The Verona Area School District awarded a total of $81,360 in Innovation Grants on Monday:

$6,000
Weatherproof video cameras and other film equipment, VAHS

$30,000

$6,000
Photo submitted

Service-learning projLaptops, teacher trainects, Core Knowledge ing, software for sixth Charter School graders at Savanna Oaks Middle School

$5,000

$10,000
30 laptops, software and training, Badger Ridge Middle School

Host workshops, guest speaker on topic of using technology to customize education, district-wide.

Sigal Felber, Fernanda Alayo-Cordora, Will Cioci, James Wellnitz, Jacob Wellnitz, Megan Cotter, Elisabeth Cartwright, Zach Hurst and Brianne Wunder participated on the districts middle school team in the Dane County Math Meet.

Middle school team advances to Mega Meet


Veronas No. 1 middle school team took second place at the April 24 Dane County Math Meet, earning a trip to the Mega Meet on May 22. James Wellnitz came in third and Will Cioci was fourth for the team, one of three three-person teams from Savanna Oaks, Badger Ridge and Core Knowledge middle schools. Overall, the Verona Area School District sent 48 students in grades 5-8 to participate in the two math meets in Madison. The math meet is an opportunity for students who enjoy math to shine in individual and team competition. They spend the morning solving math problems demonstrating strong mental math, problem solving, time management and collaboration skills. Students from all the middle and elementary schools teamed up to form three grade 5/6 teams, and Veronas No. 1 team took fourth place.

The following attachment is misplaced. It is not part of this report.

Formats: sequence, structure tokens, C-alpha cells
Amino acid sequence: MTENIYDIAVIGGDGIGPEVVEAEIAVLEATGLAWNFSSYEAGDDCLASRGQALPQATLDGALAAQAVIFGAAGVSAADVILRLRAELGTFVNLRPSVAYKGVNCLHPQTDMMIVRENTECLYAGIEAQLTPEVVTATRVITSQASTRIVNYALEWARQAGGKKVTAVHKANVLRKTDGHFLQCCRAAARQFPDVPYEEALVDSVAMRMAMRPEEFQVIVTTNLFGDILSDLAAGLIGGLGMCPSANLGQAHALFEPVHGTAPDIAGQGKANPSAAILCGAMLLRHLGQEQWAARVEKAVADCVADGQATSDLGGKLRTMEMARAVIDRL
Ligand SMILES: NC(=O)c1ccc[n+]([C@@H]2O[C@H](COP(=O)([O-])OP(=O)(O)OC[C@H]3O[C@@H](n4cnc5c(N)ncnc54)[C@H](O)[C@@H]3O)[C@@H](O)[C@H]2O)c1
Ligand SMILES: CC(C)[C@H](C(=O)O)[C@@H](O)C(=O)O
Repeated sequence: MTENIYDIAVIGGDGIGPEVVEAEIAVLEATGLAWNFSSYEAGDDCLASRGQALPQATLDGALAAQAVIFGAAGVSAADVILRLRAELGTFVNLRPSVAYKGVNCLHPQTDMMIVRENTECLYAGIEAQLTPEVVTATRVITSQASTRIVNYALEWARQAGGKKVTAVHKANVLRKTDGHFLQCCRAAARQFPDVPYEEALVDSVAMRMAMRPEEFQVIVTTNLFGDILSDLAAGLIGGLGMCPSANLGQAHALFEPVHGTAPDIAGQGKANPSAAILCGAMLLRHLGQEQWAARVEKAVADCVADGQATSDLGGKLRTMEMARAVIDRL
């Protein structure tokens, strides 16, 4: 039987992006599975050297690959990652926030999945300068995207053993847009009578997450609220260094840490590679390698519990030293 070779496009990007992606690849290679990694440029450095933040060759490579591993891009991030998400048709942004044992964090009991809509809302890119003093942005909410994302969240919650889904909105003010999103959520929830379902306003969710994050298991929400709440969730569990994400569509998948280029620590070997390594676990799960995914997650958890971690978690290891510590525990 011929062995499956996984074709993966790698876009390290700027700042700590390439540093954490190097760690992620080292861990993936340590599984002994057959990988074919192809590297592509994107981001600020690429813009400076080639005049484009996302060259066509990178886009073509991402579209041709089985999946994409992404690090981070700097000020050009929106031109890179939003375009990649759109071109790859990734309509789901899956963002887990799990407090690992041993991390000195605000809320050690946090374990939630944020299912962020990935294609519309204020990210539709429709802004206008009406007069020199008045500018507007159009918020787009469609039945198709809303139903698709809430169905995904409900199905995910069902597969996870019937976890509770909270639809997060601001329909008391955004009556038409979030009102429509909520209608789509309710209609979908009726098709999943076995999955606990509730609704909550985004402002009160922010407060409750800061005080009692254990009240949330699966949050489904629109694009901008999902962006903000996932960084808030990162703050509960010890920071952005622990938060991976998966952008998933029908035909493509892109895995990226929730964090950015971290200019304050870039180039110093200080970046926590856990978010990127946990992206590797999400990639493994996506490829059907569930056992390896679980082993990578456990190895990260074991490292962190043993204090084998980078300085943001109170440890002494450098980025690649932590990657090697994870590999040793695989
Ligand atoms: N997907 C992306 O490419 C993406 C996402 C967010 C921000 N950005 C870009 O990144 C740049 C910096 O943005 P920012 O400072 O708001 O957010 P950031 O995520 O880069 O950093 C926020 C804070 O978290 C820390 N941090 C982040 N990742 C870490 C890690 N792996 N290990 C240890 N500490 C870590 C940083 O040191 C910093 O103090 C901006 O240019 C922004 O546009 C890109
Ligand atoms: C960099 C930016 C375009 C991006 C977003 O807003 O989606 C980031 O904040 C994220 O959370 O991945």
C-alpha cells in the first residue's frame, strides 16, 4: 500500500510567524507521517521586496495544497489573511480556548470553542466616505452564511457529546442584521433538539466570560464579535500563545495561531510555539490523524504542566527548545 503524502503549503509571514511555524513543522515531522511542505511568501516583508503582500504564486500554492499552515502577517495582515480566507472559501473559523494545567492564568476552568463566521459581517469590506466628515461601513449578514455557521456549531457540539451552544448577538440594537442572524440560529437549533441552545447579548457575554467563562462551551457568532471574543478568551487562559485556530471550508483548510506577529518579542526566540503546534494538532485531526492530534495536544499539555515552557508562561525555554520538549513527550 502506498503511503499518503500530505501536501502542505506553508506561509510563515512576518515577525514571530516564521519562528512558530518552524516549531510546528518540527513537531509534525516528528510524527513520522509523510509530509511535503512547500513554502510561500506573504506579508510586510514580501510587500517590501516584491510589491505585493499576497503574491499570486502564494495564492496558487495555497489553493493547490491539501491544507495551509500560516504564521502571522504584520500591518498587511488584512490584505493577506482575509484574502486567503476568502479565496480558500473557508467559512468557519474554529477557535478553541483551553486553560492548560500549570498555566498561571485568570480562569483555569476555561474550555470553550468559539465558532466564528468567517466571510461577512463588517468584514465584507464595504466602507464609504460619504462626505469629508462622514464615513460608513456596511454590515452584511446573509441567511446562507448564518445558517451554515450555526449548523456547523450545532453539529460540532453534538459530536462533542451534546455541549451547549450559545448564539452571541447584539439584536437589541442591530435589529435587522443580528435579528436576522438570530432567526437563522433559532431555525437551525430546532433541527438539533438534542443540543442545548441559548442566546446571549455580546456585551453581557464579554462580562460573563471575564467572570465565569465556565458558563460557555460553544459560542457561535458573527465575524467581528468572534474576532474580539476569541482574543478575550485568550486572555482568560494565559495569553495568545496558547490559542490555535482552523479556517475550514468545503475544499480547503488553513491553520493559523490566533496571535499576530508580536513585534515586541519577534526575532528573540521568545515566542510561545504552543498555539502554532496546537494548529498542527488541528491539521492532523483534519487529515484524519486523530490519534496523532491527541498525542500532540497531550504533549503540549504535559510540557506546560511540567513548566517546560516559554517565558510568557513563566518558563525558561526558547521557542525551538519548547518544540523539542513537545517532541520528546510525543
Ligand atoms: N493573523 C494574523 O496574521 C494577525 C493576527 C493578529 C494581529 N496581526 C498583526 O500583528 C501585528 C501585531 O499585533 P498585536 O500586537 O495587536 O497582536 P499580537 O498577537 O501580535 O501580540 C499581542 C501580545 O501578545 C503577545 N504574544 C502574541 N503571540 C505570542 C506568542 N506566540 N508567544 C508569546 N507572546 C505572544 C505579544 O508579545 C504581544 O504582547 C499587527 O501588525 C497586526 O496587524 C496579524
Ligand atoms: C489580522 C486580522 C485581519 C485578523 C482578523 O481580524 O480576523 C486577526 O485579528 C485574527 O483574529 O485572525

$5,000
Collaboration, teacher training on the above initiatives between SOMS and BRMS

$3,500
African American boys empowerment group, Country View

$6,050
Learn Academy summer program, Stoner Prairie*

$810
Two Lego Mindstorms kits, Badger Ridge
*TAREA and Learn Academy to collaborate on providing after-school programming for youth in Fitchburgs Nakoma Heights neighborhood

$6,000